Josh Cowen is a veteran voucher researcher, having worked in the field for more than 20 years. He is a professor of education policy at Michigan State University. After two decades as a researcher, he concluded that vouchers are a disaster for the children who use them.

Today, he writes an inside guide to voucher research. All pro-voucher research is actually disguised advocacy for vouchers, especially if it funded or produced by the organizations listed here.

I hope you will share this post with your friends on social media, post blogs about it, and get it into the hands of journalists. The public deserves transparency.

Josh Cowen writes:


The entire base of evidence to support school vouchers comes from a small, interconnected and insular group of research-activists with direct ties to Betsy DeVos, Charles Koch, the Waltons and other privatization financers.

If you stopped reading this post right now, that’s the take-home message right there: the case for vouchers relies entirely on data and evidence contributed by what amounts to industry-funded research and advocacy on behalf of the cause.

But if you’re a journalist, an educator, or just a committed public school supporter (thank you!) and you want the links and the details, read on.

WHO’S WHO IN THE VOUCHER RESEARCH/ADVOCACY WORLD?

If you’re a professional journalist either in the education space or a broader policy/politics issue, you’ve probably heard of some of these people and certainly their institutions before. But you’re busy, you’ve got deadlines to meet and editors to approve your copy, and it’s not always easy to connect some of the important dots in this area.

But they need to be connected. The single most difficult task I’ve found in my writing on school vouchers has been to explain to journalists how the question of whether vouchers “work” for kids is not some obscure academic ivory-tower debate in which both sides have a nuanced, complicated and reasonably well-founded point.

There is credible research on one side—that vouchers are largely a negative force for student outcomes—and politically oriented reports on the other. That’s it.

So the next time you see a press release, or are given a quote, or talk off record to a voucher supporter saying that vouchers work, try this little exercise and see what you find for yourself:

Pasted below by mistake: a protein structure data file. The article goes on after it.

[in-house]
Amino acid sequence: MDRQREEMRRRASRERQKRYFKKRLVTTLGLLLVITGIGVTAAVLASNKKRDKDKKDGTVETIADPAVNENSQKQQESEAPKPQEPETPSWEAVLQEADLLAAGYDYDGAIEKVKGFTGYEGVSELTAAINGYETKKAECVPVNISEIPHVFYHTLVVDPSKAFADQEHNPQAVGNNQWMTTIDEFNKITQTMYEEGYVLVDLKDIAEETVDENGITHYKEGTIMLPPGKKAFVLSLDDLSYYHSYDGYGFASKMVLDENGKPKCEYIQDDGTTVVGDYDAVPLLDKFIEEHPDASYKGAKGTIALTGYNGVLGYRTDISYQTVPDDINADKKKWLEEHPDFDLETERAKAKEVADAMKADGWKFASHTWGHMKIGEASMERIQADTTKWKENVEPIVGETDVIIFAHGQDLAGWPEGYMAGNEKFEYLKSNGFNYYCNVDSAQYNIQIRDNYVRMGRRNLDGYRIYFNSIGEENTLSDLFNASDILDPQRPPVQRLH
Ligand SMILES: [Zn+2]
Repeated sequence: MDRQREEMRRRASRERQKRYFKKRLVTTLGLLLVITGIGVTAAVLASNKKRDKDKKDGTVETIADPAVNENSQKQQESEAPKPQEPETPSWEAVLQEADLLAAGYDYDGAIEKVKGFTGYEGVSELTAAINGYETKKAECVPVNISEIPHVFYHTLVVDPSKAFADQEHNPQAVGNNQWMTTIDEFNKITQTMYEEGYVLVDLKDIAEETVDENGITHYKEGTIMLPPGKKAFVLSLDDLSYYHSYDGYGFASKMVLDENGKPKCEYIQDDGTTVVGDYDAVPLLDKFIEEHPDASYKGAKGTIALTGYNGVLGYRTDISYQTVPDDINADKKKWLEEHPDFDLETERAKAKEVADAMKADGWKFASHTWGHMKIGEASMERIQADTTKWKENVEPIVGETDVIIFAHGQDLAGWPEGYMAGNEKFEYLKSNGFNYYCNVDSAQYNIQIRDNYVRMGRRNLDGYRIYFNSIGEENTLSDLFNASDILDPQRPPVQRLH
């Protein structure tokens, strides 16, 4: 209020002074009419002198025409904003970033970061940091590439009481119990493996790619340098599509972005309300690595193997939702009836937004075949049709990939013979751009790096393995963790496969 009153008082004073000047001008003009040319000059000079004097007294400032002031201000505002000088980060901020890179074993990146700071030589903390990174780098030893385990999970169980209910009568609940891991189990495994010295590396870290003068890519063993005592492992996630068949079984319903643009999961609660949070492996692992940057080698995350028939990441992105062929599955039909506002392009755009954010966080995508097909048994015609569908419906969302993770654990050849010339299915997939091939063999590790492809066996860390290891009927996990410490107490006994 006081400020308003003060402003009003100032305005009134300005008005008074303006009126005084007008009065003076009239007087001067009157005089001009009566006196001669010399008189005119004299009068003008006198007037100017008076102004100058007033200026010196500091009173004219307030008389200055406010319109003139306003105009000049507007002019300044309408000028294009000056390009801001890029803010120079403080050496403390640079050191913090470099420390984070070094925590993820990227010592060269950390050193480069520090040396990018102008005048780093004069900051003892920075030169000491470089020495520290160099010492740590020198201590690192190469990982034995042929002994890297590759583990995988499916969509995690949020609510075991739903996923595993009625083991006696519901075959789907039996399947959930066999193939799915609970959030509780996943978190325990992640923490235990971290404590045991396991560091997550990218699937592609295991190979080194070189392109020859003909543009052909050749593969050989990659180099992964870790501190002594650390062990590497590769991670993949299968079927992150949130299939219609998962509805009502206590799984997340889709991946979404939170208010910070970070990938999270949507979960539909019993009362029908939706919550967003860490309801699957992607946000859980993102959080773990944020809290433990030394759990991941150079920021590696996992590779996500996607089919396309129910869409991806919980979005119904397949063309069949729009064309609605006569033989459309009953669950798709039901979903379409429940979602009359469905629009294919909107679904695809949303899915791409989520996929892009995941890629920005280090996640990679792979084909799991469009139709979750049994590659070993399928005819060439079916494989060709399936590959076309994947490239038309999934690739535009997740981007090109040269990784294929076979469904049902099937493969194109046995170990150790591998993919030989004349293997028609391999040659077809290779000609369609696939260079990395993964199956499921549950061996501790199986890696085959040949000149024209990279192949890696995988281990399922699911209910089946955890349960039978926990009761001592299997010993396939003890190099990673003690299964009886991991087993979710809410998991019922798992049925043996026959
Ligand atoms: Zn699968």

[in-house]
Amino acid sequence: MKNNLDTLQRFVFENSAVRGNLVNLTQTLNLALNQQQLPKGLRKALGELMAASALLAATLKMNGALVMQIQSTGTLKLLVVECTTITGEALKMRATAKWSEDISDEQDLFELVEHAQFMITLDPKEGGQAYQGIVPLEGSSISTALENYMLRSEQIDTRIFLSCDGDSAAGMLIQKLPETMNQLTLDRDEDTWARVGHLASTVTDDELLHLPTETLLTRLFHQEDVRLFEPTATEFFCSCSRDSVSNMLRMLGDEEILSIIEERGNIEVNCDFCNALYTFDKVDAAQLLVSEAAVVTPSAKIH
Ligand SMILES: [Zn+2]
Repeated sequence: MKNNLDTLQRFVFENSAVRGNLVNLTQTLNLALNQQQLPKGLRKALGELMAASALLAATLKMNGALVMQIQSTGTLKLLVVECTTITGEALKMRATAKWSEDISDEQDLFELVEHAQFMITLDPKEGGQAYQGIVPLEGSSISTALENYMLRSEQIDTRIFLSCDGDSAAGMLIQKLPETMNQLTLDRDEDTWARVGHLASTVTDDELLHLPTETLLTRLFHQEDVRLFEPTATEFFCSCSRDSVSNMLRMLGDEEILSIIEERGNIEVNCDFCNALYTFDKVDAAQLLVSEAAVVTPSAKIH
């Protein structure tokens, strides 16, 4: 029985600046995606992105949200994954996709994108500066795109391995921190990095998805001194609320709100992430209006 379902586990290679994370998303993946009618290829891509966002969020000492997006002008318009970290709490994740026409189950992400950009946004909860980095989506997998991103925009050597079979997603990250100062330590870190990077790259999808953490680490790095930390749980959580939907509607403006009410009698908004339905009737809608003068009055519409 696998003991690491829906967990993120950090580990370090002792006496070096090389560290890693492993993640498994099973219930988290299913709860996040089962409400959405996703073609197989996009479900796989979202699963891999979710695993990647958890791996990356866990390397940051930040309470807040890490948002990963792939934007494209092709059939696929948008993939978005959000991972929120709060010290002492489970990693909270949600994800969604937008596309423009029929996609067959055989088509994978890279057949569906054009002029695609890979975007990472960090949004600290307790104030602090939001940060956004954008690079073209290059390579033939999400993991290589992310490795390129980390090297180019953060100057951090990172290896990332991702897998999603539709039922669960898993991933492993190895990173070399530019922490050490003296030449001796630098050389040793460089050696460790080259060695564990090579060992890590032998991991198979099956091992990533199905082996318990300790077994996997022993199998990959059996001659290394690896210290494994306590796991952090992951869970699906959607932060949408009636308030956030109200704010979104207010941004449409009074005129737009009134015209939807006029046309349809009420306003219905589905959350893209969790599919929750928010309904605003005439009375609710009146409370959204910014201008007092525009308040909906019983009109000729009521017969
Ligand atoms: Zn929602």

STEP 1: DOES THE RESEARCH COME FROM ONE OF THE FOLLOWING ORGANIZATIONS?

• American Federation for Children: the 501(c)(4) advocacy organization co-founded by Betsy DeVos to lobby for vouchers. DeVos was so close to this group she had to recuse herself as Secretary of Education from contact with the group in her first year in government.

• Cato Institute: A Right-wing advocacy think tank co-founded by Charles Koch (although Koch later sued for lack of direct control of the group).

• EdChoice: Formerly the Friedman Foundation for Educational Choice, named for conservative economist who first proposed vouchers. Enough said.

• ExcelInEd: The advocacy group founded by Jeb Bush to expand vouchers and other conservative education priorities from the model Bush developed while he was governor of Florida.

• Goldwater Institute: A self-described libertarian think tank in Arizona that is chiefly oriented toward litigation on behalf of a number of different conservative policy priorities—most recently school vouchers.

• Harvard University Program on Education Policy and Governance (PEPG): A research center at Harvard run by Professor Paul Peterson, also of the Hoover Institution, and the father of modern-day pro-voucher research.

• Heritage Foundation: the most influential Right-wingthink tank in the country, devoted in part to privatizing schools and exploiting culture wars. Also directly tied to voter suppression efforts, per deep reporting by The New Yorker.

• University of Arkansas Department of Education Reform: A university-based doctoral training department responsible for producing nearly all of the currently active voucher research-advocates working at the institutions above today. This department was founded by a $10 million gift from the Walton Family Foundation in the early 2000s.

STEP 2: IS THE AUTHOR, CO-AUTHOR OR SOURCE FOR BACKGROUND OR ATTRIBUTION ONE OF THE FOLLOWING PEOPLE?

The Original Voucher Research-Advocates

Jay P. Greene Currently Senior Fellow at Heritage, former founding head of the University of Arkansas Department of Education Reform, received his PhD under Paul E. Peterson.

Paul E. Peterson Currently Professor at both Harvard and the conservative Hoover Institute at Stanford University, and the primary intellectual force behind the original positive voucher studies of the late 1990s.

Their Students, Colleagues and Acolytes

Lindsay Burke Currently at the Heritage Foundation and a member of GOP Governor Glenn Youngkin’s transition team.

Corey DeAngelis Currently Research Director for DeVos’s American Federation for Children group. But so much more: a regular Fox News contributor and active campaigner with far-Right governors like Kari Lake in Arizona and Kim Reynolds in Iowa.

Greg Forster Currently at EdChoice and a co-blogger with Jay Greene.

Matthew Ladner Currently at ALEC, EdChoice, Goldwater, and the Charles Koch Institute.

Martin Lueken Currently a research director at EdChoiceand former PhD student of Jay Greene and Patrick Wolf at University of Arkansas.

Mike McShane Currently a research director at EdChoiceand former PhD student of Jay Greene and Patrick Wolf at University of Arkansas.

Neil McCluskey Currently “Director of Education Freedom” at the Cato Institute and a member of the editorial board for the Journal of School Choice—a publication edited by Robert Maranto of the University of Arkansas.

Patrick Wolf Currently interim-head of the University of Arkansas Department of Education Reform, former colleague of Jay Greene and a former PhD student of Paul Peterson.